Synod Places Priest Shortage at Top of Papal Agenda
Thanks in part to high profile petitioning by U.S. and Australian
Catholics, the International Synod on the Eucharist broke a long-standing
taboo and openly discussed the worldwide priest shortage and optional
celibacy. Four of the synod’s twelve working groups wanted
to study a married priesthood or the so-called “viri-probati” option.
But the final proposition affirmed the current discipline of mandatory
celibacy, essentially deciding to do nothing about this growing
crisis in the Church. However, high ranking churchmen such as Pittsburgh’s
Bishop Donald Wuerl, who is on the post synod document committee,
and Rome’s Cardinal Walter Kasper, recently said the discussion
about married priests is still on the table.
Bishops Must Lead
By publicly acknowledging that the priest shortage keeps millions
of Catholics from the Eucharist, and then deciding to do nothing
about it, our bishops are
vulnerable to charges of failing to exercise leadership about another crisis
in the Church. They could be seen as abdicating responsibility for providing
Catholics with their Eucharistic birthright.
This birthright was recently confirmed by the highest legislative
authority in the Church, Cardinal Julian Herranz. After Cardinal
Angelo Scola of Venice opened
the synod by saying the Eucharist was a gift, not a right, thus implying that
a lack of priests was cause for prayer, not for changing church discipline on
mandatory celibacy, Herranz confirmed that canon law says Catholics have a right
to receive the Eucharist from Church leaders.
FutureChurch, and our Call To Action partners, can take some credit
for helping get the priest shortage and mandatory celibacy on
the synod agenda. 35,000 signatures
on our petition asking for discussion of married priests and female deacons were
delivered to U.S. Synod Delegates and the Pope’s administrative offices
along with the results of our survey of over 15,000 priests in 55 U.S. dioceses
showing 67% of respondents support discussing mandatory celibacy. The Australian
Council of Priests also vigorously called for discussion of married priests and
women’s roles in the Church.
Final Propositions Required Consensus
The international meeting of bishops was called to address issues
in the worldwide Church. Their final propositions required a consensus,
but time constraints and
synod structures do not permit the expanded discussion required for disputed
issues such as proposed “viri probati” (“tested men” aka
married priests) solution to the priest shortage.
Perhaps the best a three-week synod of bishops can do is to affirm
to be working, and point to what isn’t working and requires more attention
By these admittedly limited criteria, one could say that this synod didn’t
do half badly. The liturgical changes of Vatican II were overwhelmingly affirmed.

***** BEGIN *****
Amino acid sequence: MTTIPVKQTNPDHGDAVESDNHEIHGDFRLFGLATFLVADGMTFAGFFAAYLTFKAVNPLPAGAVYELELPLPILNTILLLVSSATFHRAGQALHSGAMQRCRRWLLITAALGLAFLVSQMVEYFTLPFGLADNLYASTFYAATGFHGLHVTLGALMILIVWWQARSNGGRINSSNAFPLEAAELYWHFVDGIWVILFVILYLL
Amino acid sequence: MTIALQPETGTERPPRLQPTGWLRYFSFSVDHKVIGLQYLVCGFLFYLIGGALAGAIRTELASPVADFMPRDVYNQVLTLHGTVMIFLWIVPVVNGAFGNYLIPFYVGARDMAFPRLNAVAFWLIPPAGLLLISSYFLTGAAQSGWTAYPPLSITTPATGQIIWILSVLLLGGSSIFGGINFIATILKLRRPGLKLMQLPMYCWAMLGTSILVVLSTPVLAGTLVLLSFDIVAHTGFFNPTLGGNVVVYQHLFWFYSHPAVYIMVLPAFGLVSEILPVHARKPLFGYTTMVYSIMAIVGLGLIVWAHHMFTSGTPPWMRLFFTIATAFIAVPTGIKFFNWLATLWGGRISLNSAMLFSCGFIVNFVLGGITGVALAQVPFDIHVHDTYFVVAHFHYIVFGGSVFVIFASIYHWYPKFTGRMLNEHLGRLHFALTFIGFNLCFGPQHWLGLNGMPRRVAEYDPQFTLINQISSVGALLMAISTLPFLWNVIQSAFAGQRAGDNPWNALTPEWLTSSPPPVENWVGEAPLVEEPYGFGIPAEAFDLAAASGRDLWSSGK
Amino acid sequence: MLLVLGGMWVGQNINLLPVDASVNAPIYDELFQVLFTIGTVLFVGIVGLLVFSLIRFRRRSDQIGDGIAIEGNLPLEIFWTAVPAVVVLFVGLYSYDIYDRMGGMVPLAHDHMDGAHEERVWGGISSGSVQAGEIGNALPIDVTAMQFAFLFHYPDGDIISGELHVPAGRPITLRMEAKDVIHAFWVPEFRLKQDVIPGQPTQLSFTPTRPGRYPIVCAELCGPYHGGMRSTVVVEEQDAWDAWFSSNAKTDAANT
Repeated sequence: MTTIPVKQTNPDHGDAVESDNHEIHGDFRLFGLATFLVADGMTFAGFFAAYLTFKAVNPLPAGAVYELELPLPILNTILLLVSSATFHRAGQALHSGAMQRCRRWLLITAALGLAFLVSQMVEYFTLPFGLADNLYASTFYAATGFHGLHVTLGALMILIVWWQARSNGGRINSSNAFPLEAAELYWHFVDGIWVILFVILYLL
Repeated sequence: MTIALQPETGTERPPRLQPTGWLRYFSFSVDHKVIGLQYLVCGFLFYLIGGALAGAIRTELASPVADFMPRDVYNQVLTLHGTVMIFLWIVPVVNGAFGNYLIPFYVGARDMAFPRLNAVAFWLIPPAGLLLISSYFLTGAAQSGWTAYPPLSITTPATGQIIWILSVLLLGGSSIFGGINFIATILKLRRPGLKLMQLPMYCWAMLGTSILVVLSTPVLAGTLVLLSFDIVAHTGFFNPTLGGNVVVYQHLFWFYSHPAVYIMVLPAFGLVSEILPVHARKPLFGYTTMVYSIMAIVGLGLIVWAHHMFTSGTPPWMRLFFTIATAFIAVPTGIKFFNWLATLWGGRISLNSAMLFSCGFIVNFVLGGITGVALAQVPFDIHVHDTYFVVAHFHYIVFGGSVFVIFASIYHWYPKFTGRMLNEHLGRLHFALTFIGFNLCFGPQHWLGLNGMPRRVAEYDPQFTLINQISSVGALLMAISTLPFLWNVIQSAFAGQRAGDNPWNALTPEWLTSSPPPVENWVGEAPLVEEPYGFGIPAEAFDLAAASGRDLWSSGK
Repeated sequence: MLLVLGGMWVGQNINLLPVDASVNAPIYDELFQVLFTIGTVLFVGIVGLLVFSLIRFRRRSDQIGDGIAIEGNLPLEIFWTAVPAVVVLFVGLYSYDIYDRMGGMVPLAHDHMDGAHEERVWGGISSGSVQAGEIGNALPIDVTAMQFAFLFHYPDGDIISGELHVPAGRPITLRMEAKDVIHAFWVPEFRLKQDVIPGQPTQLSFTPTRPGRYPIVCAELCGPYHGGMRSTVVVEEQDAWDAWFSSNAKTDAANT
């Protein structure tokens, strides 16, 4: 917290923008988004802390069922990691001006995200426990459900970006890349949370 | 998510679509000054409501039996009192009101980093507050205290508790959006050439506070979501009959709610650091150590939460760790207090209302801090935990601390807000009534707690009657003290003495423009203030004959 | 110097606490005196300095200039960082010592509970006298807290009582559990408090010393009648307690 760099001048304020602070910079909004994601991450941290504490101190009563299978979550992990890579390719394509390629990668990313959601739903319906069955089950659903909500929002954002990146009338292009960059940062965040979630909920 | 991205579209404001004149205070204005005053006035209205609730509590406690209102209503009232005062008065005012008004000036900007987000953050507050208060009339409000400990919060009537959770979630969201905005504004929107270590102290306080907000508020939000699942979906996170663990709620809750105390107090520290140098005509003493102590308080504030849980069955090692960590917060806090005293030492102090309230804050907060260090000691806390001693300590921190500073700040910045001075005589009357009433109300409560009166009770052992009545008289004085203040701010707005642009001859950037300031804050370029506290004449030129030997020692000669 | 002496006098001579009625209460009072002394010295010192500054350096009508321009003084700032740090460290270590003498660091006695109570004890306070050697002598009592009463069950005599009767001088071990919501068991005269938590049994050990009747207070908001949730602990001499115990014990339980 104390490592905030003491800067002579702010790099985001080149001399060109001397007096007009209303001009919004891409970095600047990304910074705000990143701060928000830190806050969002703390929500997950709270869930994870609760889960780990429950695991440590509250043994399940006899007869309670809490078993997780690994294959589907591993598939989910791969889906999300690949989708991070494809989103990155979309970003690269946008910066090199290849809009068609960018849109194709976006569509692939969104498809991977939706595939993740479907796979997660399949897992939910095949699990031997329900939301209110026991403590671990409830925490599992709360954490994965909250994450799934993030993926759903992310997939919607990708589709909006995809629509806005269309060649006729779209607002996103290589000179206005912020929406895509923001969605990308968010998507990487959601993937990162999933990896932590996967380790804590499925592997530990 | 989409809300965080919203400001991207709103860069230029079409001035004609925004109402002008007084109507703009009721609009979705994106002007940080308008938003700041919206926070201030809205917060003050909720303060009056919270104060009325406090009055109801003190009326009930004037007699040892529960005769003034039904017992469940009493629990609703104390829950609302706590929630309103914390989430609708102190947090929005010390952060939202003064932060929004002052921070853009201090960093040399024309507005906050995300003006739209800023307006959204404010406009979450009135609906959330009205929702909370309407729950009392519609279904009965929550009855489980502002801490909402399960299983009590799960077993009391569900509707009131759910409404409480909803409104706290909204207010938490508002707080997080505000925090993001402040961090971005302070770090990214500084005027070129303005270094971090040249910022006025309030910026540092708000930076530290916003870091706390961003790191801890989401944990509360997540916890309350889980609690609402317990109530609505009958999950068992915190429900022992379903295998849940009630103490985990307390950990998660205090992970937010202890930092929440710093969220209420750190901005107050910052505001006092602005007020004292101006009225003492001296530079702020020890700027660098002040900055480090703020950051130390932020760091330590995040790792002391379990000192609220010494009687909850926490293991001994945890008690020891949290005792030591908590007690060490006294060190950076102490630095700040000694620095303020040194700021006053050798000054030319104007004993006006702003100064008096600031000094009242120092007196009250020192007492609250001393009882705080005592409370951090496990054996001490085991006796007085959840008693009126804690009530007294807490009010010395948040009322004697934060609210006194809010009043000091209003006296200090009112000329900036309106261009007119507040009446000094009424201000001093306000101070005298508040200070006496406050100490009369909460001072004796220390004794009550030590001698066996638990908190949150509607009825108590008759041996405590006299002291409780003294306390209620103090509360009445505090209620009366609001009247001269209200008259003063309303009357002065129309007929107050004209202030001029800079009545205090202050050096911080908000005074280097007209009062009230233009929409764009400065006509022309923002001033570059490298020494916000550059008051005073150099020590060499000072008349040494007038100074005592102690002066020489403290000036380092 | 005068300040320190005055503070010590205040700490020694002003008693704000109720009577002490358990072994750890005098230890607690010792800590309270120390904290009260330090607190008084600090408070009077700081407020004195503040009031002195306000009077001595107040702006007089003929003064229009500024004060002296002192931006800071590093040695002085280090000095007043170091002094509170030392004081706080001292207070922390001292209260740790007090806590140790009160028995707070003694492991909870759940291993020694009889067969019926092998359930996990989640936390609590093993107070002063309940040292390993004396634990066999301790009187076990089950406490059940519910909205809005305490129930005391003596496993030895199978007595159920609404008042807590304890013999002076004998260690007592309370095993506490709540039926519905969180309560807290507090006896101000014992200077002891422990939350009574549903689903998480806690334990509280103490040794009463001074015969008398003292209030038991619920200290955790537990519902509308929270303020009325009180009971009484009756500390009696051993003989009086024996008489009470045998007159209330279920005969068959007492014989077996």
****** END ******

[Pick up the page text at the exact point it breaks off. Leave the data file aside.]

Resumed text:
Mass in the vernacular is working. Bishop after Bishop noted it is a resounding
source of vitality for the world’s Catholics. Likewise the synod approved
proposition 48 which in liberation theology language not heard from the Vatican
in a very long time, called for transformation of unjust structures and strongly
denounced global economic injustice and depletion of the earth’s resources.
What doesn’t seem to be working are: recruitment efforts to the male celibate
priesthood; Eucharistic hospitality for the divorced and remarried and Christians
of other denominations who believe in the Real Presence; widespread use of the
sacrament of penance by the Catholic faithful; and any real effort to help global
corporate entities accept their social and ecologic responsibilities.
Appeal To Pope Possible
Over the next ten years, U.S. dioceses will face massive closing
and clustering of parishes because of the priest shortage. Demographers
predict that in the
foreseeable future, more than half of our 19,000 parishes will have no priest.
With a few notable exceptions, our bishops are failing to exercise leadership
in deciding what is more important to the Church, the Eucharist or an exclusively
male celibate priesthood.
Despite Australian Cardinal Pell’s efforts to portray the synod as an overwhelming
endorsement of mandatory celibacy, this was not what actually happened. One third
of the synod asking to study married priests cannot be considered an endorsement
of mandatory celibacy.
The proposals now go to Pope Benedict XVI who will write a
post synodal exhortation sometime in the next year.
There is nothing to stop national bishops conferences from petitioning
the Pope to look at studying the married priest option for their
regions, a fact confirmed
by Archbishop Wilton Gregory in an October 19 interview with National Catholic
Reporter’s John Allen.
Church must deal with Women Ministers
For the U.S. Church, a silver lining of the Bishops balking on
married male priests
is that we can’t really deal with solutions to the priest shortage without
talking about women’s ministerial roles as well, especially since there
are currently more female lay ministers in the Church than active diocesan priests.
While it would be easy to feel discouraged because the Synod on
the Eucharist did not move as far as it should have in dealing
with the shortage of priests,
we can take some comfort that the worldwide priest shortage is now squarely at
the top of Benedict’s papal agenda.
How he deals with it will dictate whether the Catholic Church flourishes
or continues the decline, as so poignantly identified by many
bishops from both the global
south and north.
(For FutureChurch’s selection of best
synod bishop quotes visit the futurechurch website.
For all synod interventions
visit the vatican